Hiking in Madagascar's Isalo National Park: An island of unimaginable landscapes

A hike through this island reveals some of the most contrasting landscapes you may ever encounter in an area this size.

First, there are the tombs. Look up and they are there, some set in sheer cliff faces, some at ground level, most camouflaged by the surrounding rock.

This is how the Malagasi Bari tribe, of Bantu origins, bury their dead. Grieving families find natural caves to house the departed, blocking the opening with hundreds of stones, piled closely and carefully, in an extraordinary, centuries-old ritual.

Then, five years later, the family returns in what – to Western minds at least – might be an even more extraordinary ritual. The remains of the ancestor are removed, and the bones passed around among family members as others sing and dance, celebrate and cry.

Then the bones are re-entombed, higher and more precariously, in new natural caves. The older the ancestor, the higher the tomb, the closer they will be to God. From there the dead will act as a messenger for those left behind.

And some of the tombs, guide Coco explains, are very, very high. As I look up, I feel as if I am being looked upon, looked over, by those who have gone before.

The story goes that a teenager, plied with alcohol to give him the courage to scale down to a particularly high cave by rope, fell to his death. And so the circle of burials continues.

This is the entry to Madagascar's Isalo National Park, a fascinating introduction to a place that takes you through some of the most contrasting landscapes you may ever encounter in an area this size.

Rocky cliff faces give way to plains fringed by towering sandstone formations that put my own tininess into perspective. Walk to the top of one of the peaks and look down to see the beehive-like, striped, rocky giants that seem to go on forever.

Just a short walk away, the stunning swimming pools begin. Frigid water spills from a waterfall into a green-tinged waterhole. And it is cold.


But that does not stop me from jumping in. The dips are brief and shivery, but welcome after the hike in the hot sun over dusty paths. The more game among us revel in the refreshing spill of the waterfall that pounds down from above, yet there are plenty of visitors who simply enjoy the pool from the warmth at its edge.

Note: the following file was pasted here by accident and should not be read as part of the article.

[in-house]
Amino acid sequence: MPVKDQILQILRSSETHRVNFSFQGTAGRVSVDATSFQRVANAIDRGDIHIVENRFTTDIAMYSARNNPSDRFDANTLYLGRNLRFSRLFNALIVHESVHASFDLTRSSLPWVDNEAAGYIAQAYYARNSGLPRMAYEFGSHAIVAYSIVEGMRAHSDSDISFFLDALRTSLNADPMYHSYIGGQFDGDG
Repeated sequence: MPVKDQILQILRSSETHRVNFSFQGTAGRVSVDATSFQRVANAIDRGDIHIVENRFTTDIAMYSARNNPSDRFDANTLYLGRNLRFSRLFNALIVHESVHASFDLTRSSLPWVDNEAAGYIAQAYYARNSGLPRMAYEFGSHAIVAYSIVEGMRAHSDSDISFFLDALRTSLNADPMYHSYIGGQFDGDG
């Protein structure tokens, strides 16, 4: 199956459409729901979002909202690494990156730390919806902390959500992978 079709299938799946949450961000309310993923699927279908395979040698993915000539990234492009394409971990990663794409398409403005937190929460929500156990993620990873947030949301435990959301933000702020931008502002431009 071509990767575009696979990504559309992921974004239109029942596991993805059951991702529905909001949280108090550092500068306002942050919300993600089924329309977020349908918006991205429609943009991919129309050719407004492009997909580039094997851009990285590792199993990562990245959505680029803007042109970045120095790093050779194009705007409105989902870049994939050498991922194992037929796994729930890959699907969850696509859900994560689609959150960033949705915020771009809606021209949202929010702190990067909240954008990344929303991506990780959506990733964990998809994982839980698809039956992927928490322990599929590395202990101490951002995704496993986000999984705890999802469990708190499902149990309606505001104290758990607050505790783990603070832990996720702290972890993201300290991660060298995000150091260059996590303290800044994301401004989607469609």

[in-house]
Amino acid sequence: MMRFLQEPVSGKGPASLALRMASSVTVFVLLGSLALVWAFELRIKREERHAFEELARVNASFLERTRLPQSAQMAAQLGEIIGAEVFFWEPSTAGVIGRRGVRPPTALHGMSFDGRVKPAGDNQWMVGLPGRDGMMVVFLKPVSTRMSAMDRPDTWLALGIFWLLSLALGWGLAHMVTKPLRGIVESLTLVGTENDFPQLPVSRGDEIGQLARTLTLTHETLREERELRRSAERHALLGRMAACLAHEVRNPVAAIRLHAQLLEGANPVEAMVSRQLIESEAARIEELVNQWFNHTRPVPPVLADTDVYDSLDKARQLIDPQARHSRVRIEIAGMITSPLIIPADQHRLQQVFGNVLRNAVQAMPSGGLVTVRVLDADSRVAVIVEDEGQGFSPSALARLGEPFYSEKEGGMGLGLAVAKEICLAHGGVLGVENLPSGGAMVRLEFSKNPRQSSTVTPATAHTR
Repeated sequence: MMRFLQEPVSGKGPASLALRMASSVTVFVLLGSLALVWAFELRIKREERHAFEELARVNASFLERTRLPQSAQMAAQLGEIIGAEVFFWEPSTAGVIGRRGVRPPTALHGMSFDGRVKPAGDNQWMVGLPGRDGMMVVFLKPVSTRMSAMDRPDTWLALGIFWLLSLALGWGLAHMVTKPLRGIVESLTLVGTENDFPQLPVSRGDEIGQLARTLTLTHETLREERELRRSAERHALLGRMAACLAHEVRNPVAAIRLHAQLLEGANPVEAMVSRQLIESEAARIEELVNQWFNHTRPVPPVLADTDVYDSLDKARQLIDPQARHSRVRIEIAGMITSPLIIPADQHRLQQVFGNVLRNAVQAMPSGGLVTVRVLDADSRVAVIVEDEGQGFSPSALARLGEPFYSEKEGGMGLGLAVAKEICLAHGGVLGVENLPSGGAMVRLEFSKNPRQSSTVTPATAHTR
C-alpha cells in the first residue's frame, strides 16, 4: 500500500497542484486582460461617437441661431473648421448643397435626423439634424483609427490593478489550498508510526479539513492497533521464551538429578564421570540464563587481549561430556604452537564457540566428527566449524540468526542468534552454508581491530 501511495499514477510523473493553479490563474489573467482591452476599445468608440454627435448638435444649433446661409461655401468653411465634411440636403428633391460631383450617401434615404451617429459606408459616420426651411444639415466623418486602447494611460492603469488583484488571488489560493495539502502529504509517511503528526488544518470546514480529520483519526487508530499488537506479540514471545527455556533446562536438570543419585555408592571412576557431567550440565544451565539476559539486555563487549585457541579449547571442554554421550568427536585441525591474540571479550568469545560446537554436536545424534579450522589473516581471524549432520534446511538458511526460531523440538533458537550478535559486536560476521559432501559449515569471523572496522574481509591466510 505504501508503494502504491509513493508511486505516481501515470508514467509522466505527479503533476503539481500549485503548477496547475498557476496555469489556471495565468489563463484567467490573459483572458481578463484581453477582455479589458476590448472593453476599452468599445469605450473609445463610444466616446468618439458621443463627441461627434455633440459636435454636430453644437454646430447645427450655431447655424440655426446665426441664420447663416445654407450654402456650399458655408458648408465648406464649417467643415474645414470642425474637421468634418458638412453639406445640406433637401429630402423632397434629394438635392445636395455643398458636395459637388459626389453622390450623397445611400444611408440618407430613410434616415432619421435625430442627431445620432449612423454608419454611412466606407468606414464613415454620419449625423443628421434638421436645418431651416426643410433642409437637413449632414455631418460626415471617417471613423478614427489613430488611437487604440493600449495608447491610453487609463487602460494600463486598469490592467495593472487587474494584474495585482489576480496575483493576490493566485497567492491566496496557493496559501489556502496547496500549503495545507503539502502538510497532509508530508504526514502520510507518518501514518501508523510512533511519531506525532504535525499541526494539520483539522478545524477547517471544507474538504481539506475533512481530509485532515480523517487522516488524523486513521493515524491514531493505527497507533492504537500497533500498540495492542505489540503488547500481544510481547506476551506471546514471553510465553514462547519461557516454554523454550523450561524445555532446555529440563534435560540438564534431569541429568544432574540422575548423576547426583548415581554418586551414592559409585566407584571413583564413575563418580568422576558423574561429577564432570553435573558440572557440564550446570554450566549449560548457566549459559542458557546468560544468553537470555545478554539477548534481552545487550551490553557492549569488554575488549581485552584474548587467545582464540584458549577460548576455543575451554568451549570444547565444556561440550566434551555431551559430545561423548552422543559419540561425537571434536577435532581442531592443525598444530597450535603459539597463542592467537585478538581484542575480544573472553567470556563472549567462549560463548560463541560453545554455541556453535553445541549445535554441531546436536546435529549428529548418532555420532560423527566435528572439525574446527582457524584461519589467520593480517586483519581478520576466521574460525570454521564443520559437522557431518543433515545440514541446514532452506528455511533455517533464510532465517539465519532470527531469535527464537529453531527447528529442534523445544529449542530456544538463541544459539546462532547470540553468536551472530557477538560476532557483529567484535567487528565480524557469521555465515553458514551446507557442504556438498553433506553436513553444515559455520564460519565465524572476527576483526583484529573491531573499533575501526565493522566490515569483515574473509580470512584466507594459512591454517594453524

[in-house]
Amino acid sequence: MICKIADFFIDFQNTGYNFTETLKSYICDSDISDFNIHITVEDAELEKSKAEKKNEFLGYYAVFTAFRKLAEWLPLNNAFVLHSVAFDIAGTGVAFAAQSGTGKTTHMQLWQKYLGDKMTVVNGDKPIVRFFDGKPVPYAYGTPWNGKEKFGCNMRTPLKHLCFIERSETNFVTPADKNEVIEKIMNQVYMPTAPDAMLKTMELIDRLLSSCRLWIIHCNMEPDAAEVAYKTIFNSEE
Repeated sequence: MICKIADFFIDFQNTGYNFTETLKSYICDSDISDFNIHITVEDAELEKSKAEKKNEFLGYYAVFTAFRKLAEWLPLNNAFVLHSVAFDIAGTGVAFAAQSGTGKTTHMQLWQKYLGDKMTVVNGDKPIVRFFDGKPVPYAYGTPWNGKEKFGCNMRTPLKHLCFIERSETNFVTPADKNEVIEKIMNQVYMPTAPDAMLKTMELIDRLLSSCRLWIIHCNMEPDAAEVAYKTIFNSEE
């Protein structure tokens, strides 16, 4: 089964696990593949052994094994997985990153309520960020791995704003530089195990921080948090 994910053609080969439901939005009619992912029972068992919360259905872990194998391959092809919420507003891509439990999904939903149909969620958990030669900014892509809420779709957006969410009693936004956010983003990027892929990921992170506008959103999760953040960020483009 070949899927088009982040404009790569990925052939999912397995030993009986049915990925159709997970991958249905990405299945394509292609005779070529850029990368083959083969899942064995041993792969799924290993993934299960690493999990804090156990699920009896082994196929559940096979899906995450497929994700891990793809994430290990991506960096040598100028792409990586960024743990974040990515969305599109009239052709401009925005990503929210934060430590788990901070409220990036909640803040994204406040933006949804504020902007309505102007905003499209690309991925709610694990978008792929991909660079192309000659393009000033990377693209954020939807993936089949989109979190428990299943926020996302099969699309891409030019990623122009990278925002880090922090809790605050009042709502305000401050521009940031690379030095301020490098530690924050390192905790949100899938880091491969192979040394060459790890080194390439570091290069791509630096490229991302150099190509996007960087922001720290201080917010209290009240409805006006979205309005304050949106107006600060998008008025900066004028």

From the first pool, the well-worn route takes me over the long, hot path to the camp ground where lunch is served – among the lemurs. These inquisitive, ring-tailed beauties climb down from their tree perches to join the action below. Unafraid, the cheeky primates stare into camera lenses and get closer, and closer, and closer still.

The lone, dancing sifaka leaps through the trees and skips across the ground as happy snappers try to capture his image, leaving their meals untouched.

In the afternoon, a new trek begins. It could be in another park, another country even, given the difference in the landscape.

The 40-minute hike through the Namaza canyon leads us through a tiny microclimate of gorgeous green trees, ferns and flowers, rockpools and waterfalls.

At the end of the taxing, slippery trek is the deep, cold Black Pool, where swimmers last a few moments before leaping out of the water into the warm air for relief.

But before the Black Pool, there is the Blue Pool, where crystal-clear waters spill into the azure space.

It is not warm, but more inviting, not nearly as cold as the Black Pool.

Fringed by rocks, travellers sit on the edge and look down as the more adventurous swimmers make the most of the canyon stop.

And in this land of the tombs of the ancestors, the refreshing waters bring new life to many a hot, exhausted hiker.






Air Madagascar flies into the capital, Antananarivo, from a number of Asian cities, including Bangkok and Singapore, as well as Mauritius or Seychelles if you choose to go via an island hop. See airmadagascar.com. Emirates flies to Johannesburg and code-share South African Airways flights are available from there. See emirates.com/au; flysaa.com.


Ranohira is the nearest decent-sized town and the best base for visits to Isalo. Stay in the centre of town at Hotel Orchidee d'Isalo, with doubles from about $28 a night; see orchidee-isalo.com. Hotel Isalo Ranch, a short stroll from the village, costs about $60 for a bungalow that sleeps two, and you can camp there for $6 a night per person; see isalo-ranch.com/en. There are a few bungalow options and a smattering of other camp grounds around town. 

The writer travelled at her own expense.